A quick Google search proved Wyatt’s friend correct. Sonic Forces is a 4-5 hour game at best. $40 for 4-5 hours worth of gameplay. I know we could get into a debate on a game’s value versus time, but I don’t want to go there. But I do want to note that in addition to checking a game’s content, one might also want to check a game’s length.

Sonic Forces = $40 new (no used copies)

GameStop Trade-In Value = $22

Maybe, in the end, the game being short is a good thing. Less time for Wyatt to hog the Switch. More time for him to get outside and enjoy the fresh air. Now if only the weather would cooperate and stop raining. Do you hear me, Texas? I’m tired of the 90 degree weather mixed with low 70’s and rain. Bring on the Fall!

The Pokémon Tourist

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Pokemon Logo

I want to be the very best, like no one ever was. Even though I was 17 when Pokémon Red released, I have always been somewhat of a novice trainer. Following the series evolution across platforms, I have dabbled in different generations. Never completing:

  • Pokémon Red
  • Pokémon Yellow
  • Pokémon Pearl
  • Pokémon Platinum
  • OR Pokémon Y

Pokémon just isn’t an obsessive thing for me. What does draw me are the solid game mechanics, relaxed world, and creature battling.

Pokémon Y represents the most time I have spent with the series. Clocking in at over 20 hours, I thought I was almost done with the campaign. Nope. A walkthrough confirmed that I am but halfway on my journey. Never going to be number one at that pace. Ash, I’ve failed!

Pokemon Y

As a dad, Pokémon has taken on a new meaning. It is a series that I can share with Wyatt. A series that encourages reading, fun gameplay, and quality time spent. Nintendo has indeed created a monster.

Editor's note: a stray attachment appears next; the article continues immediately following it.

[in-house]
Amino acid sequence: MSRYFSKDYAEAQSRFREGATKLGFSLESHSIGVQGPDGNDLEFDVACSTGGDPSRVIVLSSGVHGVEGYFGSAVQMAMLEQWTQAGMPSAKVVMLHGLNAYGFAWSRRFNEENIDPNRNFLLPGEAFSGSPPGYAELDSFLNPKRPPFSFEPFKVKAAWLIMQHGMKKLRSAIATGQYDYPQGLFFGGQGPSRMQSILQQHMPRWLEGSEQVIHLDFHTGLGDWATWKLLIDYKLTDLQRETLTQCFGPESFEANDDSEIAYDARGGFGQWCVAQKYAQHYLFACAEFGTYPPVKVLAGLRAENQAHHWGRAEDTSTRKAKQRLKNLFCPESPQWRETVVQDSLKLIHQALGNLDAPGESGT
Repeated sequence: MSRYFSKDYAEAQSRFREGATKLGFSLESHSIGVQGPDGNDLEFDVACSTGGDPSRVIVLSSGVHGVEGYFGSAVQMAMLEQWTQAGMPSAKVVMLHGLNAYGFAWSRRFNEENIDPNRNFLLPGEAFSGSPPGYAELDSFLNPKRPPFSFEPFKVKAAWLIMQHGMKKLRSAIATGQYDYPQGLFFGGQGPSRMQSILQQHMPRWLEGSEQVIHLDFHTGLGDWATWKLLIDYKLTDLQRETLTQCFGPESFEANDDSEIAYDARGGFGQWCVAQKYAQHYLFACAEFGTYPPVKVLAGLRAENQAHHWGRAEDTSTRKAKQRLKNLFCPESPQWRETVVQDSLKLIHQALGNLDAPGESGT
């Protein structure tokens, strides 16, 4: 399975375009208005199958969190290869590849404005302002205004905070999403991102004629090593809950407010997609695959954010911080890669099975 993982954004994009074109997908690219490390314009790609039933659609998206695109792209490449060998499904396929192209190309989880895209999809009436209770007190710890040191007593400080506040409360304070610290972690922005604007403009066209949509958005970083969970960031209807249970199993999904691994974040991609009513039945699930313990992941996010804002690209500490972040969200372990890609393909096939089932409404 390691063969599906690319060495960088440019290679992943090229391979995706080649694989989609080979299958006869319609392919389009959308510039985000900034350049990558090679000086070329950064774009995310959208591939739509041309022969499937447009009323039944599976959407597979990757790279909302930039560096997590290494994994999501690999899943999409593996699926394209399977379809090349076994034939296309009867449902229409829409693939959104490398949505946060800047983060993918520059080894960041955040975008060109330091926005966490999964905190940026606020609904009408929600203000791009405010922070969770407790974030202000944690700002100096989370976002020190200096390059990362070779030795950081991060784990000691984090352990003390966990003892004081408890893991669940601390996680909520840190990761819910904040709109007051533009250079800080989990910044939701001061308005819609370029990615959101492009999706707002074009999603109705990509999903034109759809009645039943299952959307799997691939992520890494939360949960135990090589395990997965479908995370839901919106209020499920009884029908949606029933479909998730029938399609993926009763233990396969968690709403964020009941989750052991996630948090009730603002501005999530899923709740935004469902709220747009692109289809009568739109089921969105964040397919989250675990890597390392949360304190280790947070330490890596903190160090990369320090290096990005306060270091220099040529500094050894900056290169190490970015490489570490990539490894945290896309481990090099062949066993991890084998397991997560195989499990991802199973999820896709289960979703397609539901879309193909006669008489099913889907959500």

pokemonThis year, The Pokémon Company is celebrating Pokémon’s 20th anniversary. The Super Bowl ad above is but the cusp of this tidal wave. Throughout the year, Nintendo and GameStop are offering one rare creature download a month. Take a look:

  • Celebi: March 1 – 24 (Nintendo Network)
  • Jirachi: April 1 – 24 (Nintendo Network)
  • Darkrai: May 1 – 24 (GameStop)
  • Manaphy: June 1 – 24 (Nintendo Network)
  • Shaymin: July 1 – 24 (Nintendo Network)
  • Arceus: August 1 – 24 (GameStop)
  • Victini: September 1 – 24 (Nintendo Network)
  • Keldeo: October 1 – 24 (Nintendo Network)
  • Genesect: November 1 – 24 (GameStop)
  • Meloetta: December 1 – 24 (Nintendo Network)

We’ll see if Wyatt and I can keep up with the pocket monster collecting. I’m still waiting for him to be ready for his own handheld console and copy of the game. We just aren’t there yet… but soon.

 

A Crash Course On The ESRB

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The Entertainment Software Rating Board (ESRB) looms large over the video game industry. A non-profit, self-regulating body, they exist to help parents make informed choices.

ESRB_Logo

My wife, Tabitha, and I were in a GameStop. Standing in line, we watched a father and son approach the register. The store clerk looked at the game, asked the parent, “do you know that this is rated M and that it has the following in it?” Dad, shocked, decided to pass on the game due to listed content. Him and his son walked away from the register empty-handed. The ESRB rating had informed the parent; the ESRB rating had done its job.

The recent release of Minecraft: Story Mode sent me on a quest of my own. I found the ESRB’s nebulous content descriptors lacking. Just what is the ESRB? Do they screen/play every video game released? How exactly do they determine whether content is age-appropriate or not? Reading through the helpful FAQ the ESRB has posted on their website, I learned that: